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    ICH volume smaller with DOACs than with warfarin


    Anna GarrettAnna GarrettA recent study compared intracerebral hemorrhage (ICH) volume and clinical outcome of direct oral anticoagulants (DOAC) to warfarin-associated ICH. This multicenter study included 344 patients with anticoagulant-associated ICH. ICH volume was measured by an observer blinded to clinical details. Outcome measures were ICH volume and clinical outcome adjusted for confounding factors.

    The study groups included 11 patients treated with DOACs and 52 patients with warfarin-ICH. The median ICH volume was 2.4 mL for DOAC ICH vs 8.9 mL for warfarin ICH. When data were adjusted for confounding factors (sex, hypertension, previous ischemic stroke, white matter disease burden, and premorbid modified Rankin Scale score [mRS]), warfarin use remained independently associated with larger ICH volumes. The data analysis also showed increased odds of a worse clinical outcome (as measured by discharge mRS) in warfarin ICH compared with DOAC ICH.

    Source: Wilson D, Charidimou A, Shakeshaft C et al. Volume and functional outcome of intracerebral hemorrhage according to oral anticoagulant type. Neurology. 2016; 86:360–366.

    See also: Antithrombotic therapy to prevent migraine attacks after ASD closure

    Faulty INR measures threaten ROCKET-AF trial

    A faulty device used in the trial leading to approval of rivaroxaban has called those results into question, according to an investigation reported in The British Medical Journal.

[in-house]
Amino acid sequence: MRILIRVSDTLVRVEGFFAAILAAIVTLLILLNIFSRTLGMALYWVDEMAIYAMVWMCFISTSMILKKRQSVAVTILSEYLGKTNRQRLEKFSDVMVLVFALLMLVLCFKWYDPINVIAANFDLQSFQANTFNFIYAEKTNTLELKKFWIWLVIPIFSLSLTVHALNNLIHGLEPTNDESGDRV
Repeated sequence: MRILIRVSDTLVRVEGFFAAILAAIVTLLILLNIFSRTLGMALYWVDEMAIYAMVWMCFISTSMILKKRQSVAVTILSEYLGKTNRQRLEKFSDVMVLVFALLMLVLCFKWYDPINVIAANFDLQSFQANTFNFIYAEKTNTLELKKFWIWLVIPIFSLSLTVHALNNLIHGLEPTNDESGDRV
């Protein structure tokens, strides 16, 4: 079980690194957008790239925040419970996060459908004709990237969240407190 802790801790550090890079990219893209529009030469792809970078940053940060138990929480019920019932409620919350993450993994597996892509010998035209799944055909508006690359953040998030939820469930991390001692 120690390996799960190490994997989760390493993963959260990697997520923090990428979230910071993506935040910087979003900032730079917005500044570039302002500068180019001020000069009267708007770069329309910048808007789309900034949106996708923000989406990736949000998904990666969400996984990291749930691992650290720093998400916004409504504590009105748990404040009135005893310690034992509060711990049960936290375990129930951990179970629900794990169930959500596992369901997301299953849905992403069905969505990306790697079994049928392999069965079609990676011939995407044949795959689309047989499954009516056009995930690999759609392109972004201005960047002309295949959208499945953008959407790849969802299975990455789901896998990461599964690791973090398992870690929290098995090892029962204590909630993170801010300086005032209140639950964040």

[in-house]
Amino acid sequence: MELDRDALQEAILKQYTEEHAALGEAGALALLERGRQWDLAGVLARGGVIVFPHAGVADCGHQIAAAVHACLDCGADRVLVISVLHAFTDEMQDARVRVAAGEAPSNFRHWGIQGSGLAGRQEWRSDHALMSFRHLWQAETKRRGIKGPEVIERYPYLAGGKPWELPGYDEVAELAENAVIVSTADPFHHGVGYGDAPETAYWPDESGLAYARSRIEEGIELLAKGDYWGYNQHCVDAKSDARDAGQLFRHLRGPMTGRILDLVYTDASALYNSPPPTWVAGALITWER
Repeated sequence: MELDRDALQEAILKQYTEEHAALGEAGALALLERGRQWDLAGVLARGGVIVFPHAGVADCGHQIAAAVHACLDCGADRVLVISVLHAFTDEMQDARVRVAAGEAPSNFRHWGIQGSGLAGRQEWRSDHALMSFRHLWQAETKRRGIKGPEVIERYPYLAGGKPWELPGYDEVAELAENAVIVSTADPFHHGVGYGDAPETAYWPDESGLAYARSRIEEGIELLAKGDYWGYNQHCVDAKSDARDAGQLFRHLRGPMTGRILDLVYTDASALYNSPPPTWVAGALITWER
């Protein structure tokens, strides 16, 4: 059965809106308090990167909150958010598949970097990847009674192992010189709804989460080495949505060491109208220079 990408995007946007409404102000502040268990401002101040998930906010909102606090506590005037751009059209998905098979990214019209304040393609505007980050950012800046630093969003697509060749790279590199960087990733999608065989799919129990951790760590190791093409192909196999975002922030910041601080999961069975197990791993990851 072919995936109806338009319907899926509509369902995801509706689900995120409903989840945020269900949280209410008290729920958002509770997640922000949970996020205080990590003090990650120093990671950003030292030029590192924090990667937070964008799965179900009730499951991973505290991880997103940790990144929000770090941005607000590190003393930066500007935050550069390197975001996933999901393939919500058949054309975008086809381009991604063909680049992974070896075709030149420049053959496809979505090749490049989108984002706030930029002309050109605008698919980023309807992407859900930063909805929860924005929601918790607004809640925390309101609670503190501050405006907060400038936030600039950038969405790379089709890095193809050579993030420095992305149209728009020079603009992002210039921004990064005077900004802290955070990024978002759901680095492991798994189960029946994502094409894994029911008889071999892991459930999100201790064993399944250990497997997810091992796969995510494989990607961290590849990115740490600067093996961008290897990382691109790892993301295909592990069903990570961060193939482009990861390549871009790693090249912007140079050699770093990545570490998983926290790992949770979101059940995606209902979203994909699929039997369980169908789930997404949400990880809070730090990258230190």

The ROCKET-AF trial investigators distributed the point-of-care device (Alere INRatio) to measure international normalized ratios (INRs) for patients treated with warfarin, the comparator drug. FDA has since recalled the machine because of the potential for falsely low INR readings. Patients in the trial who had a low reading may have had warfarin doses increased unnecessarily, resulting in more bleeding episodes that made rivaroxaban use look safer.

    The BMJ reports that in a letter to the New England Journal of Medicine, which published the ROCKET-AF results in 2011, the trial's authors present a reanalysis of their data and conclude that use of the device "did not have any significant clinical effect on the primary efficacy and safety outcomes in the trial."

    Source: Cohen D. Rivaroxaban: Can we trust the evidence? BMJ. 2016;352:i575.

    See also: Andexanet quickly reverses factor Xa inhibitor activity for DOACs

    Anna D. Garrett, PharmD, BCPS
    Anna D. Garrett is a clinical pharmacist and president of Dr. Anna Garrett (www.drannagarrett.com). Her mission is to help women in ...


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